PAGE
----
What is a Hermit Crab?
Unlike what the name hints at, a hermit crab is not a true crab. It is a type of crab that does not have a very hard shell, and uses the shells of other animals for protection. These smaller shells are discarded for larger ones, as it grows in size. There are about 500 different species of hermit crabs found around the world. Most of them live on the ocean floor, but some live on land too.
Hermit crabs do not have a backbone, and instead, possess an exoskeleton (an outer shell that provides support for their body but does not provide much protection from predators). They have ten jointed legs, a flattened sensory antenna, two eyes located at the end of the stalk, and a soft, twisted abdomen.
What is Molting?
Molting is a natural process of growing for a hermit crab, wherein, it sheds its exoskeleton and forms a new one. The frequency at which a crab molts depends on the growth rate and size of individual crabs, with smaller ones molting every 3 to 4 months, and larger ones molting once every year. This is a time that it needs to be treated with extra care, as it is defenseless and vulnerable.
How Do I Know When My Hermit Crab is Ready to Molt?
It is important to always be prepared for molting, as some of them may surprise you when you least expect. Here are the indicative signs.
- Decrease in the level of activity, though it may seem restless.
- Its body will take on an ashy color.
- Antennas look tangled and it shows less activity.
- The eyestalks may face away from each other taking on a V-shape instead of being parallel.
- The tips and legs may turn whitish.
- It spends more of its time underwater.
- Its claws and legs may seem weak or droopy.
- A molt sac (one that stores water to help break the exoskeleton) develops just under the abdomen.
- Its eyes turn whitish and cloudy.
- It eats and drinks more than usual for a bit before the molt. This decreases in the last few days before it begins to molt.
- It starts digging more than usual.
- Those that have a missing limb begin to restore their limbs by beginning to grow a gel limb.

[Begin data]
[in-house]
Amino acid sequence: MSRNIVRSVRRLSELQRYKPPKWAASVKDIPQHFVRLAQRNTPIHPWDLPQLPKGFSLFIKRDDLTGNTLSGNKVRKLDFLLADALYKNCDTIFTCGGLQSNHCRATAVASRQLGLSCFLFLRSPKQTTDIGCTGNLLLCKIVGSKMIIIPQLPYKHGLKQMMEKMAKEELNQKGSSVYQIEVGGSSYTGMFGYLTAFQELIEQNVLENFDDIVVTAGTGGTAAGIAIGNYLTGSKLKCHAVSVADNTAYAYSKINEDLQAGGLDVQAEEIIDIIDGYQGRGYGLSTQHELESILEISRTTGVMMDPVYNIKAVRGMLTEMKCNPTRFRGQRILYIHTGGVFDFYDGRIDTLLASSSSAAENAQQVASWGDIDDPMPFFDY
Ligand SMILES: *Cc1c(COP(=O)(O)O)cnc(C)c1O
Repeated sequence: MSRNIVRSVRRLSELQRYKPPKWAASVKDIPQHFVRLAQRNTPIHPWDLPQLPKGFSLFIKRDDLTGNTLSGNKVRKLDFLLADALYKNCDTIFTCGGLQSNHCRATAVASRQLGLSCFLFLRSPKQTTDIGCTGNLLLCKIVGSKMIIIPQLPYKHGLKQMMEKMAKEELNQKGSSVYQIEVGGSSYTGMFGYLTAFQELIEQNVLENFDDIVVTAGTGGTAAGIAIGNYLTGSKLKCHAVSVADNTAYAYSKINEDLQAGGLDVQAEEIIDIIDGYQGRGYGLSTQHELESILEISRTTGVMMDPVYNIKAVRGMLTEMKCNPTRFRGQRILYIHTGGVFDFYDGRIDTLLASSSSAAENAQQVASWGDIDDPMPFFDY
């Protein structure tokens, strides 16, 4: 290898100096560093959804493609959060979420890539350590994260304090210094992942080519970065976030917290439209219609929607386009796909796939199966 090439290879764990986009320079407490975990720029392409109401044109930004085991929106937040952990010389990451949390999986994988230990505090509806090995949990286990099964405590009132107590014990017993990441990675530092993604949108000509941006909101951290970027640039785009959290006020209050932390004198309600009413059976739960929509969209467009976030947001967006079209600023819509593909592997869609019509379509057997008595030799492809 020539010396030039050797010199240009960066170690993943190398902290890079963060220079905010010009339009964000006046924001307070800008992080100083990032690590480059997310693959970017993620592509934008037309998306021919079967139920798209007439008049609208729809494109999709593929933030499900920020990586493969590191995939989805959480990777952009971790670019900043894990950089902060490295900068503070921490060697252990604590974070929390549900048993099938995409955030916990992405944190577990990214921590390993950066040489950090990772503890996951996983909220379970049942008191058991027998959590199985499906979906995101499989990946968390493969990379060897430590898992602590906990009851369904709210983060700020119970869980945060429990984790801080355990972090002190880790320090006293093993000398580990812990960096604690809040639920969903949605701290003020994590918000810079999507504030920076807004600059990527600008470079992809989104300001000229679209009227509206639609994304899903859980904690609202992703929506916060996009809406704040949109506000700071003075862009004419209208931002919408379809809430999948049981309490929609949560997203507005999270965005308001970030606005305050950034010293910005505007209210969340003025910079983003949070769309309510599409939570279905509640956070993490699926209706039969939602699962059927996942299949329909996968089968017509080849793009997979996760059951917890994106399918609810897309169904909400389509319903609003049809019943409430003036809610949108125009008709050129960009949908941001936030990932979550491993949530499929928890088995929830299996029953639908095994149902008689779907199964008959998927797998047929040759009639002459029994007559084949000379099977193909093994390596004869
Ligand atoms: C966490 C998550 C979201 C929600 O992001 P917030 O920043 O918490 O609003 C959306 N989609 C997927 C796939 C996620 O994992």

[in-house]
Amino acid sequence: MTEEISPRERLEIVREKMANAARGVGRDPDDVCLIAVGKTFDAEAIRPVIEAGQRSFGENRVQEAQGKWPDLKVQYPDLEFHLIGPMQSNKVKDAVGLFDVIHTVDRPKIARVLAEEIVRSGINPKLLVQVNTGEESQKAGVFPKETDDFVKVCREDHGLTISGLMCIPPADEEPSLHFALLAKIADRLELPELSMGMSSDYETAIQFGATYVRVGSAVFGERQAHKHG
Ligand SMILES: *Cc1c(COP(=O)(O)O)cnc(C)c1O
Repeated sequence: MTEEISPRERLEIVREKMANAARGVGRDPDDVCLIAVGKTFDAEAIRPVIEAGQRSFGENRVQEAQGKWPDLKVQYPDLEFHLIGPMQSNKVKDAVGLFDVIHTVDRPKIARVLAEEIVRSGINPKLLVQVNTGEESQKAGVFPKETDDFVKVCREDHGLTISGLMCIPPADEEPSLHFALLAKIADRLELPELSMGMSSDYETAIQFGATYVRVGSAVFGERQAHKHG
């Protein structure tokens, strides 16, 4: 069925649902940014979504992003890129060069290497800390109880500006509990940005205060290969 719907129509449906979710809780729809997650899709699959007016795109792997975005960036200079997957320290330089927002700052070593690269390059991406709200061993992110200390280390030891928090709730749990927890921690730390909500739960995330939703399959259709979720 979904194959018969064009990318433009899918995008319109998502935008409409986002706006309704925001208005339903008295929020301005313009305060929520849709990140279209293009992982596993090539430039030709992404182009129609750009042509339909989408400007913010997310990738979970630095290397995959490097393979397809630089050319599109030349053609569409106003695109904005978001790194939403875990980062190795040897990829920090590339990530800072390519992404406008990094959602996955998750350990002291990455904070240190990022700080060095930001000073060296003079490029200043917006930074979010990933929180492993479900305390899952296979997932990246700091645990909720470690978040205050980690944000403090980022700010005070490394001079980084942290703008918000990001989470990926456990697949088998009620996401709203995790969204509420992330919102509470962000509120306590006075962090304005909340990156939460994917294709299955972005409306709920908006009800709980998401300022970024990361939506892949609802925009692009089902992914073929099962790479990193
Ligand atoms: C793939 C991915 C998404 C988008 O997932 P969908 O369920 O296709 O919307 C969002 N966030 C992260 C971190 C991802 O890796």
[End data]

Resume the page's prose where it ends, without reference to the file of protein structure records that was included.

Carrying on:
How Do I Care for it When it is Molting?
The first thing to keep in mind is that when a hermit crab is molting, let it stay where it is. This process may take anywhere from 4 to 8 weeks for an average sized crab. Smaller crabs taking a shorter time and larger crabs taking longer. This is a time when it is in danger from other crabs. To keep it safe, it is of vital importance to keep the crab in an isolation tank.
Factors to Be Kept in Mind When Setting Up an Isolation Tank
Since this is a stage when the hermit crab is inactive, a glass tank or a small plastic tank will also serve the purpose. Once that has been selected, line the tank with a deep layer of sand, and provide chlorinated water as well as salt water in it. Also ensure that some calcium-rich foods such as calci-sand, cuttlebone, and boiled eggshells are available. A hiding spot as well as a few larger shells should also be provided.
There is a factor that is very important, and that is to make sure that the humidity and temperature are right. To do this, you might have to invest in a humidity gauge and a small heating pad as well. Temperatures on the high-end are recommended, as also proper humidity, as moisture is critical to the molting process.
Returning it to the Main Tank
It is advisable to wait until the crab is moving around as well as drinking and eating normally. This should take a few days to a couple of weeks.
Once the new exoskeleton has hardened, and you would like to return the crab into the main tank, you could give it a lukewarm dechlorinated bath.
What Do I Do With the Molted Exoskeleton?
As the exoskeleton is a rich source of calcium, it is needed by the crab to grow a healthy new exoskeleton. A crab that has just molted will usually munch on the molted exoskeleton for a few days after it molts. You can move the uneaten bits into the main tank once the crab has begun moving about. The uneaten bits (which consist of the parts that are too hard to eat) can be removed after a few weeks time.